Background: Healthcare workers (HCWs) are at increased risk of acquiring hepatitis B virus (HBV) infection through occupational exposure. In American Samoa hepatitis B prevalence is moderately high (~5%) further increasing the risk of transmission. Though vaccination against HBV is recommended for HCWs, there is no policy requiring vaccination thus hepatitis testing and vaccine utilization among American Samoan HCWs is unknown.
Objectives: To determine the awareness and prevalence of HBV infection, immunity and susceptibility among American Samoan HCWs.
Methods: A cross-sectional sero-epidemiological study was conducted at the island’s only hospital. Demographic, risk factor and self-reported HBV vaccination data were collected. Serum was tested for markers of HBV infection/immunity. Descriptive and univariate analyses were performed. Statistical significance of p≤.05 was assessed by Fisher’s exact test.
Results: Of 344 HCWs, 122 (35.5%) participated. The median age was 36.0 years [range=21-64 years], 84.2% were female, and average years involved in patient care was 11.2 years. Thirty-three percent (23/69) reported receiving hepatitis B vaccination and 55.9% (66/118) reported prior HBV testing. Fifty-eight respondents reported HBV testing and awareness of a subsequent result; 27 (46.6%) correctly classified their status. Serologic testing revealed 3 (2. 5%) chronically infected, 47 (38.5%) susceptible, and 72 (59.0 %) immune HCWs. There were no acute HBV infection cases. Chronically infected and susceptible HCWs did not differ by age (p=.57), gender (p=.41), ethnicity (p=.18), history of needle-stick injury (p=1.0), or length of patient-care involvement (p=1.0).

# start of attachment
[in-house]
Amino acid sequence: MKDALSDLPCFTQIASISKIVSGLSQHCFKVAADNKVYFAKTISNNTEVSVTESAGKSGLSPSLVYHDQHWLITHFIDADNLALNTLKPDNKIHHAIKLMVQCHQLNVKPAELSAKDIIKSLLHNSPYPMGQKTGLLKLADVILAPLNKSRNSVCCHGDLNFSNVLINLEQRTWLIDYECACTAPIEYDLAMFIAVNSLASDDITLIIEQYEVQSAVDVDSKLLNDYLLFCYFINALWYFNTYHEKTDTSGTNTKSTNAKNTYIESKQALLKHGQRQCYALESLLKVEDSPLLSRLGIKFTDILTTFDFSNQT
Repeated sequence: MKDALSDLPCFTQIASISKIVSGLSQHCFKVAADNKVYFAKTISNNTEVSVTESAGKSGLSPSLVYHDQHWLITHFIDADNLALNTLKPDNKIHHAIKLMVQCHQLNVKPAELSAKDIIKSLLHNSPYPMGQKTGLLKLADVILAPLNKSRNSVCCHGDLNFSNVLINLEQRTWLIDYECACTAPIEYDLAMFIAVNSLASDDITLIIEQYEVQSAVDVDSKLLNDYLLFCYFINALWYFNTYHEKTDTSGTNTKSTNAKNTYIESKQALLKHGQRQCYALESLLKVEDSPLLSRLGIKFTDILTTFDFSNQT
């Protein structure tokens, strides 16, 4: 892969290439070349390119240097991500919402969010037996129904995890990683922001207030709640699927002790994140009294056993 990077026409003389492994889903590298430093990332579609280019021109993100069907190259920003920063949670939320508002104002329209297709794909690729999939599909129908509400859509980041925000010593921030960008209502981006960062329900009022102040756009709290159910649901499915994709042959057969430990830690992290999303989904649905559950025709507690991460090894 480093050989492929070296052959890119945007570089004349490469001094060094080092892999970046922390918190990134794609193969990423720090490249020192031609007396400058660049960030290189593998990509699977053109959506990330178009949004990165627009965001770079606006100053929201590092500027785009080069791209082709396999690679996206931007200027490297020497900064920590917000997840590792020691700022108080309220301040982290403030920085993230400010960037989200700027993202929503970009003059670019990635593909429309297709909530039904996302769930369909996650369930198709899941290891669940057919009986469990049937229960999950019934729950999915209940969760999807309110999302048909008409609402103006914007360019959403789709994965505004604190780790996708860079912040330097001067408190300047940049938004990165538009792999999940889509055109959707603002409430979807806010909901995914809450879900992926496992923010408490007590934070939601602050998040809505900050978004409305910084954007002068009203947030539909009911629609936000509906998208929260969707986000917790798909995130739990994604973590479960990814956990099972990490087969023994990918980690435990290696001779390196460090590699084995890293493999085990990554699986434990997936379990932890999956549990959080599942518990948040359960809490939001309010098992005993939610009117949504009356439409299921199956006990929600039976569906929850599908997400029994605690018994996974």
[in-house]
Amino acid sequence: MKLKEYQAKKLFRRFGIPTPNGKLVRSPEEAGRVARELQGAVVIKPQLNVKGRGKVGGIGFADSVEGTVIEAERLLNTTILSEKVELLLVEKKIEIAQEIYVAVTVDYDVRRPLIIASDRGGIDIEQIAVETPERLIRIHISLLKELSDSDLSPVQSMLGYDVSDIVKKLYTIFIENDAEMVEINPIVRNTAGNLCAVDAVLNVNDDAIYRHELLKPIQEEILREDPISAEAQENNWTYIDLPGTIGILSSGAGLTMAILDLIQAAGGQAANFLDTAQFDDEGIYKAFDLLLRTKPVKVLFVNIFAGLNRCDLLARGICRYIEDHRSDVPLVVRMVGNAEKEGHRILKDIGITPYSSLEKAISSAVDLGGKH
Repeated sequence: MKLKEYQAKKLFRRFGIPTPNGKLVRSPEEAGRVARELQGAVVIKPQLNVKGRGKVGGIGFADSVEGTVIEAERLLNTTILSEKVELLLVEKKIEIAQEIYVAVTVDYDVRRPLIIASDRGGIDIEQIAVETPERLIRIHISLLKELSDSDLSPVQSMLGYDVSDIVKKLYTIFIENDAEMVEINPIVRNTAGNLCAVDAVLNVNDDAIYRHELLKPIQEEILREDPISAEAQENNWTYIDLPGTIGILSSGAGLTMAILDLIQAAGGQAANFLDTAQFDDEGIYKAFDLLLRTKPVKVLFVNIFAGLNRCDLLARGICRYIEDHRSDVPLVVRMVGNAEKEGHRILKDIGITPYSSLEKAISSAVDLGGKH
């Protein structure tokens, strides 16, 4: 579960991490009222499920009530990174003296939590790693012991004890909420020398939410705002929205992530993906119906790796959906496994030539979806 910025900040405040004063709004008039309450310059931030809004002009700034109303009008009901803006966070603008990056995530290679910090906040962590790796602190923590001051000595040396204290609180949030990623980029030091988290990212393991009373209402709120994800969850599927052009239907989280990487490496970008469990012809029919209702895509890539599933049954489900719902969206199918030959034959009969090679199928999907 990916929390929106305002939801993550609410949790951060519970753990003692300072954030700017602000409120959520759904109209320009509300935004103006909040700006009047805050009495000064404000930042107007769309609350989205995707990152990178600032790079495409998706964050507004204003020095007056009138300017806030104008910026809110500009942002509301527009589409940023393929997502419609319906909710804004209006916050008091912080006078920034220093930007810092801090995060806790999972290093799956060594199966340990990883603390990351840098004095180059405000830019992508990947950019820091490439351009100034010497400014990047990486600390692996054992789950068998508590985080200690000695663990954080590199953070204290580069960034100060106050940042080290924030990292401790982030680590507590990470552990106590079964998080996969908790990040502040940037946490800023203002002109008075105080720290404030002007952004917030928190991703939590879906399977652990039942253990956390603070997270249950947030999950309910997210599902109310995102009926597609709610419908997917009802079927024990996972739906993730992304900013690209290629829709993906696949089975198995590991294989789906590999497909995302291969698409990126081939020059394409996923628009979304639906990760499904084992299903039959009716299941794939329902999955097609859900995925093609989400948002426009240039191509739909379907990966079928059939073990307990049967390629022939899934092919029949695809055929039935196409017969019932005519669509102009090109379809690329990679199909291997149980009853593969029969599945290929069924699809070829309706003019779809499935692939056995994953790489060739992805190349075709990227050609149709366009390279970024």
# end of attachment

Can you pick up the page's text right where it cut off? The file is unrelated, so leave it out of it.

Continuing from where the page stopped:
Conclusions: One third of HCWs knew their HBV infection status and about two-thirds had immunity leaving a significant proportion either not aware of their status or susceptible to infection. American Samoan HCWs should be tested and if susceptible, should be offered vaccination.